15 or 20 years is too long to wait, and a line to Birmingham is just the start, it won’t make a huge effect on the north until it reaches the north, and then the effect would only be to the benefit of London.

    • @Luke: “I’m sure the PM isn’t aware of Maglev, or that he is being mislead by his good friend Mr. Hammond into thinking that HSR is the latest technology, or that somehow it will heal the north-south divide.”

      @Luke – This seems rather fanciful on your part – can I suggest that the Prime Minister is very much aware of MAGLEV technology – I may not agree with Mr. Cameron’s politics but he certainly isn’t stupid and I think you’ll find he has been out and about a bit?

      @Luke: 15 or 20 years is too long to wait, and a line to Birmingham is just the start, it won’t make a huge effect on the north until it reaches the north, and then the effect would only be to the benefit of London.

      Now it seems you want to have the argument both ways – if the UK was to adopt MAGLEV technology, you can stretch the existing timescale by another ten years (whilst we wait for the costs of producing the magnets required to fall dramatically) so which is it – is 15/20 years too long or is 25/30 for MAGLEV too long?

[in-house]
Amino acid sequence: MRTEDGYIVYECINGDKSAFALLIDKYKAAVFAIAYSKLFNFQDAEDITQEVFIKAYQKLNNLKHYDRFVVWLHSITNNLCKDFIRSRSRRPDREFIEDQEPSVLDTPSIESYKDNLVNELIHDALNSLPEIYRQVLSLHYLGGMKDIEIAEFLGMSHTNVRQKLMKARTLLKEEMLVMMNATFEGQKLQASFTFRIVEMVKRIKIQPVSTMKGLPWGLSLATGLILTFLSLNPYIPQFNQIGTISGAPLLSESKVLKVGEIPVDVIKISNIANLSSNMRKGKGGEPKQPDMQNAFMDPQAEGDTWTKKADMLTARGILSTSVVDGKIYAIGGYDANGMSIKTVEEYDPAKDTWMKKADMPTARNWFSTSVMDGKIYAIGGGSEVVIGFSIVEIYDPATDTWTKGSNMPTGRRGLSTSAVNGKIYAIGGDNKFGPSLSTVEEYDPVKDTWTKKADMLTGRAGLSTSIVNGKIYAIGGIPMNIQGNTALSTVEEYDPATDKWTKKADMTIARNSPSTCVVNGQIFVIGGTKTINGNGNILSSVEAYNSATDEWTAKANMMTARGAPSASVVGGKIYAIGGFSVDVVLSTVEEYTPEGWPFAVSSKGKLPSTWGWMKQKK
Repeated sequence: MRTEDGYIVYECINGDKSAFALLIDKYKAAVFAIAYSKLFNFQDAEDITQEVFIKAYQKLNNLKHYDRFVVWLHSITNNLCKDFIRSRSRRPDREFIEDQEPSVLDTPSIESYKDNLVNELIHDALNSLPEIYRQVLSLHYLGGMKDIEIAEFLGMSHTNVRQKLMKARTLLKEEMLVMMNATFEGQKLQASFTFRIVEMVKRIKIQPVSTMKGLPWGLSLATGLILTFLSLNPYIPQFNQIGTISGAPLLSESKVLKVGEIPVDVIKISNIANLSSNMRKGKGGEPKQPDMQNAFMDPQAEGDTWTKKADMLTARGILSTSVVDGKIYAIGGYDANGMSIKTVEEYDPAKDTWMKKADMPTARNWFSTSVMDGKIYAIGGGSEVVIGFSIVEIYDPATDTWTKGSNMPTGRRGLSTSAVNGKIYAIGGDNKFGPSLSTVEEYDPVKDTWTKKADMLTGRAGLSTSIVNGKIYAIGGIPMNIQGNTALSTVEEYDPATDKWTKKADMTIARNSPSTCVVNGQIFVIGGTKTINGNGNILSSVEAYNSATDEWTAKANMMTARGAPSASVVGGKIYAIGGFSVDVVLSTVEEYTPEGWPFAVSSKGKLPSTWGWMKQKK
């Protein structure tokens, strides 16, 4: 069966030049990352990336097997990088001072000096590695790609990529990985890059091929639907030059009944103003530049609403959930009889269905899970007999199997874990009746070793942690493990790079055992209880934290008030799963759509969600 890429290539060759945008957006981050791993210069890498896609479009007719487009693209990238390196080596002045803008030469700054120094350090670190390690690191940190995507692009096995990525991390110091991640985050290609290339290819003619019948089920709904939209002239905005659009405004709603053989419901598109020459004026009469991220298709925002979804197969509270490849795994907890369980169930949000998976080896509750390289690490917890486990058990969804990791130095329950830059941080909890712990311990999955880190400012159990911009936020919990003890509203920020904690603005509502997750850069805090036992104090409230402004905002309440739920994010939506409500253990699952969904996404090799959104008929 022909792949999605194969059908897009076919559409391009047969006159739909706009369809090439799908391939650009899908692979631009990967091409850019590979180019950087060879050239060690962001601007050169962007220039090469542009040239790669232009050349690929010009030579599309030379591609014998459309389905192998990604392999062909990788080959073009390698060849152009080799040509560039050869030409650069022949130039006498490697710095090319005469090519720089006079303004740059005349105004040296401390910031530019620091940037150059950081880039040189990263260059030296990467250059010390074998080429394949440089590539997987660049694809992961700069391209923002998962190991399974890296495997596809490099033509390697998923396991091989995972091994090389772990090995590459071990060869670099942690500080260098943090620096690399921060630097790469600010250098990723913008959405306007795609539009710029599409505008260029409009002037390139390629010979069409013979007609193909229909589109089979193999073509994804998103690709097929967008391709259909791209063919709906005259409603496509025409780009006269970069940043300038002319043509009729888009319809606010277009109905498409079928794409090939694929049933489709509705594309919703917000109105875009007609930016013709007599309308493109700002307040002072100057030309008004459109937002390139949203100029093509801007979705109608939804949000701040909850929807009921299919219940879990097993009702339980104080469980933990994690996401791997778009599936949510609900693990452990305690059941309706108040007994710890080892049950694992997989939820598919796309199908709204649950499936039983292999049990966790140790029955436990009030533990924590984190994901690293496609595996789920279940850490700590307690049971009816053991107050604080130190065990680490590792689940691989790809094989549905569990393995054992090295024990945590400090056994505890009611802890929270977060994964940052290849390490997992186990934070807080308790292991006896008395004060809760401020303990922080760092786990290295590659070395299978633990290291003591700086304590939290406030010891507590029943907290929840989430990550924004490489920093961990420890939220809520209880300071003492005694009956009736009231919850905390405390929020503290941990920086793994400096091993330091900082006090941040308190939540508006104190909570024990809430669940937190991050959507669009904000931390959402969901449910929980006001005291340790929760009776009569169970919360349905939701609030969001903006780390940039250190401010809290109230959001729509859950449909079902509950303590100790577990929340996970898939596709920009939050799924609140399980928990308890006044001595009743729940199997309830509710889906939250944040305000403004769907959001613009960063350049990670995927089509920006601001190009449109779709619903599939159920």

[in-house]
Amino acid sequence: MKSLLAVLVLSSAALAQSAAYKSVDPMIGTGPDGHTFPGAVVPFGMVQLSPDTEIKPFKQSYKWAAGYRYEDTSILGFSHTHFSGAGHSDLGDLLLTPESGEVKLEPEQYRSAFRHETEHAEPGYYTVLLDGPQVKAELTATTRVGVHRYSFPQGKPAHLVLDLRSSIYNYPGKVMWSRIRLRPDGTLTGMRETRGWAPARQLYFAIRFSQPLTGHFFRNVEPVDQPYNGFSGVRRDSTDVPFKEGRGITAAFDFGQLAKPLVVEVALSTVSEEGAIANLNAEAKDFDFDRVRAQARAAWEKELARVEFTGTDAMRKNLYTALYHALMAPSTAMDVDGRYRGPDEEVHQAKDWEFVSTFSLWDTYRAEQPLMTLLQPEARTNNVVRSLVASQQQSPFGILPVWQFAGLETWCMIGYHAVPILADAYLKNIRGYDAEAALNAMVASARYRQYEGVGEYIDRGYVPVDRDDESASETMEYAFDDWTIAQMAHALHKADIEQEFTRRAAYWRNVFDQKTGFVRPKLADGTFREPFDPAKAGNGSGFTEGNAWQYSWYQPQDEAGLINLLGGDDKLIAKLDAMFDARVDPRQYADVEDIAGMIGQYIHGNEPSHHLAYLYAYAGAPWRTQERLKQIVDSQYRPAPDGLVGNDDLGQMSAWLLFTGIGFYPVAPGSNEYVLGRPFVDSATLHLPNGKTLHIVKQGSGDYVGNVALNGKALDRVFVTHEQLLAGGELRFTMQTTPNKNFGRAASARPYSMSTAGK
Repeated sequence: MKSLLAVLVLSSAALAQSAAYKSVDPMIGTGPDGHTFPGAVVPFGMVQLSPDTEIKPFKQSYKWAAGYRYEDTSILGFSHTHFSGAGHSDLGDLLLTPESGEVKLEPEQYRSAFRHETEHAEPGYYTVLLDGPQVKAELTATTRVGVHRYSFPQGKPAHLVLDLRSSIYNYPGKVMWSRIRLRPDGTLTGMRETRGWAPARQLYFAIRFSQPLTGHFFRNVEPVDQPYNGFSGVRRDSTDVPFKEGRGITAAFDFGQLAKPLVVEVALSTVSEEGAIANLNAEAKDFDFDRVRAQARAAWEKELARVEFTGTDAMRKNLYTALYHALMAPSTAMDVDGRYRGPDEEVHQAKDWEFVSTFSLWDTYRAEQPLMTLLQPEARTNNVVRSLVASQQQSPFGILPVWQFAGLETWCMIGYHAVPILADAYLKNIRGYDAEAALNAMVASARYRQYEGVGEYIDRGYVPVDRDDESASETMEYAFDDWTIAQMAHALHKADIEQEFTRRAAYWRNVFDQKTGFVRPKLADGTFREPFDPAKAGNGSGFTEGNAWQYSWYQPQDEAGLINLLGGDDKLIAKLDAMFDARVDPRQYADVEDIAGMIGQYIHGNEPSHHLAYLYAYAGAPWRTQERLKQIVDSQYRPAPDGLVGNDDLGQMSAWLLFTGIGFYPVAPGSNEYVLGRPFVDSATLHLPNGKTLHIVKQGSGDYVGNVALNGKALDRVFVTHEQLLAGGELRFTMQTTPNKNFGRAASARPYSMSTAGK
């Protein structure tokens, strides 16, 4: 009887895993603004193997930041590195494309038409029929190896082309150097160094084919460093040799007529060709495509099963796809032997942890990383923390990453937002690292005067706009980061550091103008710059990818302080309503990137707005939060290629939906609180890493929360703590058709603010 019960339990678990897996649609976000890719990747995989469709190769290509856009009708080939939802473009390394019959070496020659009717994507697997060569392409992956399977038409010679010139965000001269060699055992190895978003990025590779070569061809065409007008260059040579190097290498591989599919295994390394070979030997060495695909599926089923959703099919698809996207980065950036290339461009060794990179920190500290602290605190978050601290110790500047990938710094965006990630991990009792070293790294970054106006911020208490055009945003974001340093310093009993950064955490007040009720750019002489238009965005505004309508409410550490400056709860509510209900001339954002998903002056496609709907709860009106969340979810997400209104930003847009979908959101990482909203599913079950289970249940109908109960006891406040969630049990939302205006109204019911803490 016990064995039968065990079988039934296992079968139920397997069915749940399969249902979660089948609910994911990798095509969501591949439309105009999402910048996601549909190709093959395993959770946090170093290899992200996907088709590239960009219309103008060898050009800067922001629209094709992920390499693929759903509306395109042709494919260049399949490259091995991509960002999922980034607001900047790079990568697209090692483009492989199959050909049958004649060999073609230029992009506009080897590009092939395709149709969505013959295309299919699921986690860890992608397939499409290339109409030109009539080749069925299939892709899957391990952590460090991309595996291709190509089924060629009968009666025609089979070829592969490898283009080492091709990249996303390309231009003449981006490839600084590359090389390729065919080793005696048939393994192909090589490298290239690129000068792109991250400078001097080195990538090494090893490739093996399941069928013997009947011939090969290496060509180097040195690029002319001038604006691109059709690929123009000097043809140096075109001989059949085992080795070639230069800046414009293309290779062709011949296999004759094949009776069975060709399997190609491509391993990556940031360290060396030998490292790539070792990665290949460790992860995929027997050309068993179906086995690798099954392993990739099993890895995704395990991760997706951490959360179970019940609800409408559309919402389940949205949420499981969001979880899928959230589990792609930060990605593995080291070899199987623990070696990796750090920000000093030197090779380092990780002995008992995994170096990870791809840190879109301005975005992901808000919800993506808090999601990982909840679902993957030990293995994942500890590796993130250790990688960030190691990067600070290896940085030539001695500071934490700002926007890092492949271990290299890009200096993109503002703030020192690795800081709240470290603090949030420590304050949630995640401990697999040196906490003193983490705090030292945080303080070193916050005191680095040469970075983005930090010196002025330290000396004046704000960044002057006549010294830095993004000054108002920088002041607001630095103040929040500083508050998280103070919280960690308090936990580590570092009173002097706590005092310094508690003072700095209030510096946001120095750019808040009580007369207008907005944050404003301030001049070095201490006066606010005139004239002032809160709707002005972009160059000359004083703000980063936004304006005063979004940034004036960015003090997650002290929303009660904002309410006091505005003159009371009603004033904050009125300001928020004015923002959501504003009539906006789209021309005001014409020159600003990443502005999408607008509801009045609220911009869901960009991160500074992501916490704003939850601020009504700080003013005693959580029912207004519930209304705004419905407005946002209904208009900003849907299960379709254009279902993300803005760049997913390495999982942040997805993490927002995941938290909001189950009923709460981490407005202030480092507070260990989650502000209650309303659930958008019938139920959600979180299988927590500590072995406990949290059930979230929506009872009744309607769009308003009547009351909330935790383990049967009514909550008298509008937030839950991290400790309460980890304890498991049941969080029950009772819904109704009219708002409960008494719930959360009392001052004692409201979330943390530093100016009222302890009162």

In fact why don’t we wait for vacuum technology to supesede MAGLEV and really leap into the future – problem is it will be two or three generations before we see anything other than a computer simulation actually materialise – not sure about you @Luke but I’d like to take a trip on a HSR train from my Region before I’m pushing up daisies!

      • Actually, Cameron floated Maglev as an option when in opposition as a ‘new thinking’ type of proposal. Then the Conservatives did some research on it, rejected it as impractical, and went with high speed rail.